The Arizona Cardinals and Seattle Seahawks are division rivals that share similar stories. Both teams are part of the NFC’s new elite: Seattle and Arizona lead the NFC in wins since the start of the 2013 season. And in addition to being led by two of the oldest coaches in the NFL, these organizations also have two of the most talented rosters in the league. But while the teams have arrived at a similar place, their players — especially those on offense — got there in very different ways.
The Cardinals’ offense is filled with highly drafted players: Quarterback Carson Palmer was the first overall pick in 2003, wide receiver Larry Fitzgerald was the third overall pick the following year, and four other starters — wide receiver Michael Floyd, right tackle D.J. Humphries, left guard Mike Iupati and tight end Jermaine Gresham — were drafted in the first round. Three other starters (running back David Johnson, right guard Evan Mathis and left tackle Jared Veldheer) were taken in the third round.
Meanwhile, of the Seahawks’ top 11 leaders in offensive snaps, none were a top-60 draft selection, and only three (quarterback Russell Wilson, center Justin Britt and running back Christine Michael) were taken in the first 90 picks. Four of the offense’s regular starters were undrafted: both offensive tackles, Garry Gilliam and Bradley Sowell, and both starting wide receivers, Doug Baldwin and Jermaine Kearse.
Based on the draft value calculator I created to measure the approximate average production level provided by each draft pick, we can convert each draft slot into a draft value (undrafted players receive a draft value of zero). Then, with the help of Pro-Football-Reference.com, I was able to calculate the snap-weighted draft value of each team’s offense and defense. For example, Palmer, as the first overall pick in the draft, has a draft value of 34.6. And since Palmer has taken 77 percent of all snaps for the Cardinals this season and he is one of 11 players on the offense, that means that 7 percent (i.e., 77 percent divided by 11) of Arizona’s snap-weighted offensive draft value is driven by Palmer’s 34.6 rating. This isn’t a perfect proxy for the production we can expect from a top pick — Palmer is on the back end of his career, when we expect even the best quarterbacks to be in decline — but it’s a fun way to look at the rosters.1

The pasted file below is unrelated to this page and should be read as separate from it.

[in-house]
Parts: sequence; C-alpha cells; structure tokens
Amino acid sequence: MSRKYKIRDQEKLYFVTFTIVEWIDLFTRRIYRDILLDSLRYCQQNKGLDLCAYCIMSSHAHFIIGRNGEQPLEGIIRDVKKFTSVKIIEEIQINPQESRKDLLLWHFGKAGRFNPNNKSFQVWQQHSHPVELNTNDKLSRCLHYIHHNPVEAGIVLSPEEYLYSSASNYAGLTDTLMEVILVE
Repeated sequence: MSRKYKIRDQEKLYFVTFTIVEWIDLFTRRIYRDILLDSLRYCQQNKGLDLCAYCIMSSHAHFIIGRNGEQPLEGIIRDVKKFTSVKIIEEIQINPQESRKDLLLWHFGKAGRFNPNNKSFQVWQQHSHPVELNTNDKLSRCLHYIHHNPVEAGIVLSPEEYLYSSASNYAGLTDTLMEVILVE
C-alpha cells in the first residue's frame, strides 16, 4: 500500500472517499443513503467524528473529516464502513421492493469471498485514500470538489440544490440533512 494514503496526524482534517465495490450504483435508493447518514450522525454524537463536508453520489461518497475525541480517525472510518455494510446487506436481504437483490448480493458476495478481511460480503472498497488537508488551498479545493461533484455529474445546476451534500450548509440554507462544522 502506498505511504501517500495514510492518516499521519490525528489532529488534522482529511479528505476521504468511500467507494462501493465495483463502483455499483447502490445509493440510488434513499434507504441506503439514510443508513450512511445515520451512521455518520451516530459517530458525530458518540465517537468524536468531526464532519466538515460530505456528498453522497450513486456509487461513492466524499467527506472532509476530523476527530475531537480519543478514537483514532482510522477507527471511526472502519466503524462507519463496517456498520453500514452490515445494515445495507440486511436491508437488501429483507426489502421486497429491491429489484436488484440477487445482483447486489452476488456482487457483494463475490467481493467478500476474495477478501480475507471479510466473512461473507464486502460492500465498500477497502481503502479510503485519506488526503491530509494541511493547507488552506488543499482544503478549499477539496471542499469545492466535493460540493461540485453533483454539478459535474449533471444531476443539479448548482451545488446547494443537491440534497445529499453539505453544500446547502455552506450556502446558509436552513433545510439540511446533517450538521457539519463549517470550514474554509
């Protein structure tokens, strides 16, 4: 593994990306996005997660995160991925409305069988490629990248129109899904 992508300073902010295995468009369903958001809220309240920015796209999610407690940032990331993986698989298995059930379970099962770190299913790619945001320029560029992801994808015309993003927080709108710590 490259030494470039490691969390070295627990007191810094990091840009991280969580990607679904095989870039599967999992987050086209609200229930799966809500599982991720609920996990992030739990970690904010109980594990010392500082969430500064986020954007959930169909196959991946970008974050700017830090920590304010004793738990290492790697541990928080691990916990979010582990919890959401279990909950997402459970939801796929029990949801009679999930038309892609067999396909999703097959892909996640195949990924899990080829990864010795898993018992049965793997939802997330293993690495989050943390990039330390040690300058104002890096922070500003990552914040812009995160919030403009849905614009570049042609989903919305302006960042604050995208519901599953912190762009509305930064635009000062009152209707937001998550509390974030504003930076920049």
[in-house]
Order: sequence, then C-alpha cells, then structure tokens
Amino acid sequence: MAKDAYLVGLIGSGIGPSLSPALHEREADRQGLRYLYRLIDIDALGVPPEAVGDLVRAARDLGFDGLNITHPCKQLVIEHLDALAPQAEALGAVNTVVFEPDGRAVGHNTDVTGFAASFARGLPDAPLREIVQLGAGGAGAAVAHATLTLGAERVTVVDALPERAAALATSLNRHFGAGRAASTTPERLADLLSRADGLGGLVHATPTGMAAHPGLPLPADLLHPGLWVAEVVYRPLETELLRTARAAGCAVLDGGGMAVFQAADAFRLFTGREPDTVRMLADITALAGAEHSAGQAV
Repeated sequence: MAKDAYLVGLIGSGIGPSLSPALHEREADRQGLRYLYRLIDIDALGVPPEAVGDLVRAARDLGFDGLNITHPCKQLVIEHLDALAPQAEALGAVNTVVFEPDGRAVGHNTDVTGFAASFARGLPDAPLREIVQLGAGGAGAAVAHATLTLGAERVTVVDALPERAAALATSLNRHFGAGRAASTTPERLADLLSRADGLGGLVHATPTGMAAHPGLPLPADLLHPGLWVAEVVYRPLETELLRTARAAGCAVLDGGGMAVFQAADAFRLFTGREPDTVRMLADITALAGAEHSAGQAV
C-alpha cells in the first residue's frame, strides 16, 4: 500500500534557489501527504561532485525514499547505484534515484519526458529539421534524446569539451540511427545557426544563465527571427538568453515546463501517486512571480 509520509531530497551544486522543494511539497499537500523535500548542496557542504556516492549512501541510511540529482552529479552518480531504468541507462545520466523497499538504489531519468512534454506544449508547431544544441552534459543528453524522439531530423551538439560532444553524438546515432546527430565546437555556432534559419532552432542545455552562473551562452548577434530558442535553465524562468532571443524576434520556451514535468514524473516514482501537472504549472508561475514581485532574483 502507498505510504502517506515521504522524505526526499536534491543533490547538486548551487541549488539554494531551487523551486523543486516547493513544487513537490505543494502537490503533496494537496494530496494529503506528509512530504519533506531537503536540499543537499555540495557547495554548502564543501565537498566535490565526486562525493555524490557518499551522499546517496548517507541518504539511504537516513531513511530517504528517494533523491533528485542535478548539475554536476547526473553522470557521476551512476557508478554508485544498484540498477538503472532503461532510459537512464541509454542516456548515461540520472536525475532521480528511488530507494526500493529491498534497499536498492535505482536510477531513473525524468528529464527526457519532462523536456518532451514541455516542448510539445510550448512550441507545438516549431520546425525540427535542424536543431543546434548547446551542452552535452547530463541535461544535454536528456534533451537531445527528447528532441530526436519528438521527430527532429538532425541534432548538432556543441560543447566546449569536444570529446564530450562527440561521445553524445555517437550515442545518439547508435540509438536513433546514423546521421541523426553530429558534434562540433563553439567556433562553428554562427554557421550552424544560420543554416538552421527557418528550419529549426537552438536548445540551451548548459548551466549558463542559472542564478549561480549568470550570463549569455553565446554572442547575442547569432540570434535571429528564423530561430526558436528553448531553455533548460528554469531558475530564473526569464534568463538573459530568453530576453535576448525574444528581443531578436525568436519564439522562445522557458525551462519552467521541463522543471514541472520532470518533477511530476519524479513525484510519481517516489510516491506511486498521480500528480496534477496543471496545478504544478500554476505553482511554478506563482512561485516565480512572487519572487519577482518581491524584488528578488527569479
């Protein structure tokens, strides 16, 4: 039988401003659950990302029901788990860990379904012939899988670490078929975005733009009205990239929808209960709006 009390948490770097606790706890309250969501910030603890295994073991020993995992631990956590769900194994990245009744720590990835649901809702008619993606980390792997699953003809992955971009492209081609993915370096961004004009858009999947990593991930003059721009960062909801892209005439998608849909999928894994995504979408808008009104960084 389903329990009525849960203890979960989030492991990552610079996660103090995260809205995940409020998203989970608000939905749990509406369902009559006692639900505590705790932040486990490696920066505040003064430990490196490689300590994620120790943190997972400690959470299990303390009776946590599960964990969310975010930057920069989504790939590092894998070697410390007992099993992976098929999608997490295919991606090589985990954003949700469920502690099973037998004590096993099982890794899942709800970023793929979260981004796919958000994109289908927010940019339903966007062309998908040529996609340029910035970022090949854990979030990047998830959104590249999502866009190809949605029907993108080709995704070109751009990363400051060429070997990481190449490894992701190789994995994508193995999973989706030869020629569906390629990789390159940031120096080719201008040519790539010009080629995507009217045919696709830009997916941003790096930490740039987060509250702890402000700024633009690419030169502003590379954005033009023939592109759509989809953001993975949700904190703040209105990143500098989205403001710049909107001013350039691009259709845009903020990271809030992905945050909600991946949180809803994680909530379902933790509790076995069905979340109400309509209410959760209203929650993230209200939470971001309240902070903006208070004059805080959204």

Perform this calculation for each player on each team through the first six weeks of the 2016 NFL season and we can calculate the average draft value of each offense and defense, with all snap data coming from Pro-Football-Reference.com. Arizona has the best-pedigreed offense in the NFL; the Seahawks’ offense, on the other hand, has the lowest average draft value.
|TEAM||DVOA||AVG. DRAFT VALUE|
|3||Kansas City Chiefs||-4||11.4|
|5||New York Giants||-1||11.0|
|7||Los Angeles Rams||-16||10.6|
|14||Tampa Bay Buccaneers||-14||9.0|
|17||San Diego Chargers||+7||7.8|
|22||Green Bay Packers||+1||7.0|
|23||New Orleans Saints||+11||7.0|
|26||New York Jets||-16||6.7|
|27||San Francisco 49ers||-10||6.6|
|31||New England Patriots||+15||4.3|
Another NFC West team, the Los Angeles Rams, stands out in these calculations for having significantly underachieved on offense. When Jared Goff, this year’s first overall pick, eventually steps in at quarterback to replace the undrafted Case Keenum, the Rams will rise in these rankings. In the meantime, the rest of the team’s offense is highly pedigreed: left tackle Greg Robinson was the second overall pick, wide receiver Tavon Austin was selected eighth overall, running back Todd Gurley was taken 10th overall, and five other regular contributors were drafted in the first two rounds.